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Describe your first breakout?

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Hi @Loyalloulou

I read your other post too so will respond to both here. Your other post had some auto-corrects that made it a bit confusing, but hope i can help you out.

Yes, first outbreak can be painful. Everyone is different! Mine wasn't too painful. It started with a couple of itchy bumps on my labia. They turned to blisters that later broke open. Nothing major for me. Itching was worse than pain. I was diagnosed with HSV2 with a swab test at Planned Parenthood (they were great) and they prescribed antiviral meds. The bad part was that my HSV2 didn't respond to the meds. The lesions would start to clear up in one area, but start in another a quarter inch away. Frustrating. That was 4 years ago.

You'll need to do your own research and find what works for you. I've posted what works for me on other threads and will copy & paste here:

"I researched and dug around focusing mainly on natural treatments and on the fact that the virus is a living organism that responds to its environment. There are 3 main things that have been useful to me and what I do to prevent outbreaks.

1. I learned that HSV2 prefers a warmer, moister environment than HSV1. This explains the locations where the viral outbreaks "usually" occur (i.e. warm, moist genitals for HSV2.)

2. Both HSV1 & 2, as well as herpes zoster (aka chicken pox/shingles) like to hang out in the nervous system when not active. HSV2 likes the base of the spine particularly so prodrome often shows up as low back ache or nerve pain down the leg.

3. HSV2 likes the amino acid arginine, but not lysine.

My self care routine specifically for HSV2 (not including general health maintenance like exercise) goes something like this:

For active outbreak, make the environment as UNHEALTHY FOR THE VIRUS as possible.

Keep the area as dry and cool as possible. (This is also soothing for painful lesions.)

Sit on a gel ice pack; sleep with it over the affected area. Put a cloth between pack and skin; just needs to be cooler not frozen.

Let a fan blow on the affected area for about a half hour as many times a day as you can stand it. This cools and dries. Watch a comedy on video while you wait. It goes with the ridiculous position you might find yourself assuming in order to fan the area. (Some recommend hair dryers, but they tend to blow warm air.)

During work when you can't do any of the above, place small pad of folded up toilet paper over the lesions (I'm assuming they're in the genital area) so that it stays dry and isn't contacting any other moist areas. Change every time you go to restroom.

Get lots of sleep especially for active outbreak and prodrome. I drink Nighty Night herbal tea by Traditional Medicinals if worrying prevents me from sleeping. (This is what works for me; not an endorsement.)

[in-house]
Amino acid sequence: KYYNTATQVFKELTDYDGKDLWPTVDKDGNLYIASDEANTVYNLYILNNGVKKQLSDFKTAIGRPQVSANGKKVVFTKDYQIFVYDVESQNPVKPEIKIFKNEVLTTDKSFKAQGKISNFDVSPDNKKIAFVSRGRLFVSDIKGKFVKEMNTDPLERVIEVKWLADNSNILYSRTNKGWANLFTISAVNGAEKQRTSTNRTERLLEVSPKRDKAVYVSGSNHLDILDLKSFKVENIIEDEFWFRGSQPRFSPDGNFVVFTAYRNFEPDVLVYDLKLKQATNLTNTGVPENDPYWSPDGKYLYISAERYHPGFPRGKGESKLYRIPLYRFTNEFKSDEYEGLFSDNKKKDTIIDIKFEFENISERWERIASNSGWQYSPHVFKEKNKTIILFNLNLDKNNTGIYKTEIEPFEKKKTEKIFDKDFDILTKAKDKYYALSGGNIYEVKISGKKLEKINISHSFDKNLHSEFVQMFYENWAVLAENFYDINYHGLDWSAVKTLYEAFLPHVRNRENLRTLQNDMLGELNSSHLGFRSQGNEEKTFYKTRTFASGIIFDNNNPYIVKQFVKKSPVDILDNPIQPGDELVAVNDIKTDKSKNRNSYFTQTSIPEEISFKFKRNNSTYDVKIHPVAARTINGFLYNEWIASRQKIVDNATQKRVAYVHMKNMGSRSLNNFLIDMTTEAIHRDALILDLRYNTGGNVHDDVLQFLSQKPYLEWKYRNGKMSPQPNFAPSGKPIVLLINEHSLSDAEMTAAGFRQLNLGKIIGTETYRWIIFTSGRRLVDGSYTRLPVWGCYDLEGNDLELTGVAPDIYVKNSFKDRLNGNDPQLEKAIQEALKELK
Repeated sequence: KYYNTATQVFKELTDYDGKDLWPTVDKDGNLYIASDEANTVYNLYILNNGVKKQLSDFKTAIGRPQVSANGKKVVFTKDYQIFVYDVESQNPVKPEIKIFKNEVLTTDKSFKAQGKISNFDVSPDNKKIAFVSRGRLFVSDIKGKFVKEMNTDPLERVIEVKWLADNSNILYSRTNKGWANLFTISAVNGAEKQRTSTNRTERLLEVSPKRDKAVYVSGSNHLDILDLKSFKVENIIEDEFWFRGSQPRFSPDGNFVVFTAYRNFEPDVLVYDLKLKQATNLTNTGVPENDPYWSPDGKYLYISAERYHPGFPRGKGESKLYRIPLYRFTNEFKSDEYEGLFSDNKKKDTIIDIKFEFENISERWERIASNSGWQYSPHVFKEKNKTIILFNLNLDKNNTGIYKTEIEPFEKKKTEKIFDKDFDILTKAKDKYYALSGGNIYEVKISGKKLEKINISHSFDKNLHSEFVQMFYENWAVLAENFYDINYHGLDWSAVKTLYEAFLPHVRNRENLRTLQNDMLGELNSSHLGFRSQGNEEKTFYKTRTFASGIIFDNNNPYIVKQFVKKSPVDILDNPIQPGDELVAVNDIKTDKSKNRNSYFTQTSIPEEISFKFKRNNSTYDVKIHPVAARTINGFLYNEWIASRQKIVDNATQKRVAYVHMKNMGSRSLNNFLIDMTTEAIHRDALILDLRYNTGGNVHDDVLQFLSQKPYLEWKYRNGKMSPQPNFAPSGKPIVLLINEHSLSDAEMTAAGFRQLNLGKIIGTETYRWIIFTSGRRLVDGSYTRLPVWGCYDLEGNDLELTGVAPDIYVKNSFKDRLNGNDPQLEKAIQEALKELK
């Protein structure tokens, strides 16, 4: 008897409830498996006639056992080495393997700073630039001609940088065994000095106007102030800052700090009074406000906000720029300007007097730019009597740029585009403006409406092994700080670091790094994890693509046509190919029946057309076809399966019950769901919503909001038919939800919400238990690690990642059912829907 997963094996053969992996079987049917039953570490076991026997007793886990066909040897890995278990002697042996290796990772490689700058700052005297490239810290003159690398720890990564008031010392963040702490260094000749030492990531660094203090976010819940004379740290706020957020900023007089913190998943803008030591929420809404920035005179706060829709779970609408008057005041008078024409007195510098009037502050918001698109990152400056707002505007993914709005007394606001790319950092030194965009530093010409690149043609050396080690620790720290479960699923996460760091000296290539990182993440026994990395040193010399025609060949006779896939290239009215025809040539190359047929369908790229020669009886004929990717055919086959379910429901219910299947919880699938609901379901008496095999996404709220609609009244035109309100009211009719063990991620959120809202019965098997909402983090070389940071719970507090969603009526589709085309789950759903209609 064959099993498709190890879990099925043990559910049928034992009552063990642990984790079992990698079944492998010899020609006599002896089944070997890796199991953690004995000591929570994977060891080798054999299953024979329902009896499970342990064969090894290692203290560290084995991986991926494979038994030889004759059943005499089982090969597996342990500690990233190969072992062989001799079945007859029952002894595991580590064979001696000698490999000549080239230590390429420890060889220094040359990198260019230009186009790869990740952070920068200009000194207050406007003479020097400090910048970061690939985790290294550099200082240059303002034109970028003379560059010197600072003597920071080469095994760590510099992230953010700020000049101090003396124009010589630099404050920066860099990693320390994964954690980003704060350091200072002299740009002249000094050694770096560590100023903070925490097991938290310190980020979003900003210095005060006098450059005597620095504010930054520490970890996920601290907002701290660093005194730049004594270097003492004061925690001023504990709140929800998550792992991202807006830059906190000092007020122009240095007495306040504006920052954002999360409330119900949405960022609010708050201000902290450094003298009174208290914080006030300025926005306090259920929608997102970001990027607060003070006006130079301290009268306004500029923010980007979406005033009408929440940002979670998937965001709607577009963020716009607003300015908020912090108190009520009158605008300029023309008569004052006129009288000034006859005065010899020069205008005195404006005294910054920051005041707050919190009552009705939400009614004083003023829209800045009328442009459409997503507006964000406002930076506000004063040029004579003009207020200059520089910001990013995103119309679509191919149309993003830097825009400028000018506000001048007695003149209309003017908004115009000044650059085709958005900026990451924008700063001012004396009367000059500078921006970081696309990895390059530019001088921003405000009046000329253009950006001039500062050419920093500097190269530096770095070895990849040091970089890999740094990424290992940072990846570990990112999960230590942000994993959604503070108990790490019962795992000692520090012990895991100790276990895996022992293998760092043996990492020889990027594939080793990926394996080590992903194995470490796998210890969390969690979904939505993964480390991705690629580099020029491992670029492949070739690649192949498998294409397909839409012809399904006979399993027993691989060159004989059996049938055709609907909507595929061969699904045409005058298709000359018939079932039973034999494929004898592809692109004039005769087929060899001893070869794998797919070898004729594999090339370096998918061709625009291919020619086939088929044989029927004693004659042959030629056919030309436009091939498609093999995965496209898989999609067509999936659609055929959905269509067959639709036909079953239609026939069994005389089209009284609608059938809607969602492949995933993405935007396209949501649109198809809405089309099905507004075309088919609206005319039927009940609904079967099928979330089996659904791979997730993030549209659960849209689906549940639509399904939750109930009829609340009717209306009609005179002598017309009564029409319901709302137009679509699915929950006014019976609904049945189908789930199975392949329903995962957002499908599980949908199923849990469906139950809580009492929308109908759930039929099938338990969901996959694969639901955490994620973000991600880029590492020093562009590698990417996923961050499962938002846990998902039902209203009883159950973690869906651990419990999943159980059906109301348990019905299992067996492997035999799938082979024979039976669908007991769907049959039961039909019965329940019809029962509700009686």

I avoid high arginine foods. Unfortunately, this means chocolate. In retrospect, i wonder if my first outbreak went on so long because i was eating so much of my favorite comfort food. Nothing will bring on an outbreak for me faster than eating chocolate 3-4 days in a row. You might have different food triggers. You'll have to pay attention to see if there are any connections

I take 3000 mg of lysine 3 times per day during OB and prodrome. 3000mg daily for maintenance. Lysine counters arginine so if I forget and indulge in too much chocolate, then I'll take extra lysine.

For my nervous system, I take lemon balm in capsule form (1600mg daily; times 3 during OB or prodrome. ) Lemon balm has traditionally been used as a nerve tonic.

For me, lemon balm seems to help with any nerve pain that might crop up. An ice pack on low back helps too. And because I find the nerve sensations annoyingly exhausting, as well as painful, I'll take naproxen (Aleve) to take down the inflammation.

Avoid stressing your system. Yes, manage the usual stress, but also be diligent about taking care of yourself. For example, if you have allergies, take your meds and avoid allergens. Your body doesn't need to fight allergies AND herpes.

Nowadays, my outbreaks, when I have them, last 7-10 days tops following this protocol. I'm not sure how often I have them anymore; it's become such a non-issue. I can usually pinpoint something I've done like eat chocolate that brought it on. I can also catch it during prodrome and stop a full outbreak from happening."

This was long, but I hope helpful.

Good Luck!

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Yes. I agree I'm nervous and confused at the same time. I'm assuming I'm having a breakout. But after searching the internet my symptom isn't near what I've read.  The first time I test* considering it was way to early it came out negative. After months later I tested again and it came out POSITIVE. I have bumps there not painful I popped one *me being curious it bleed then I looked again it disapearred like it never exist. I'm itching but it nowhere near where the bumps were. I didn't started itching until I started researching I think that part is all in my head. 

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Thank you for responding and trying to put what I wrote together lol. I want to say so much but I keep jumping from one thing to another..



I've taken a swab test the day after I've gotten positive result  I'm waiting on the swab test results to come back do you think I'll come back positive too? 

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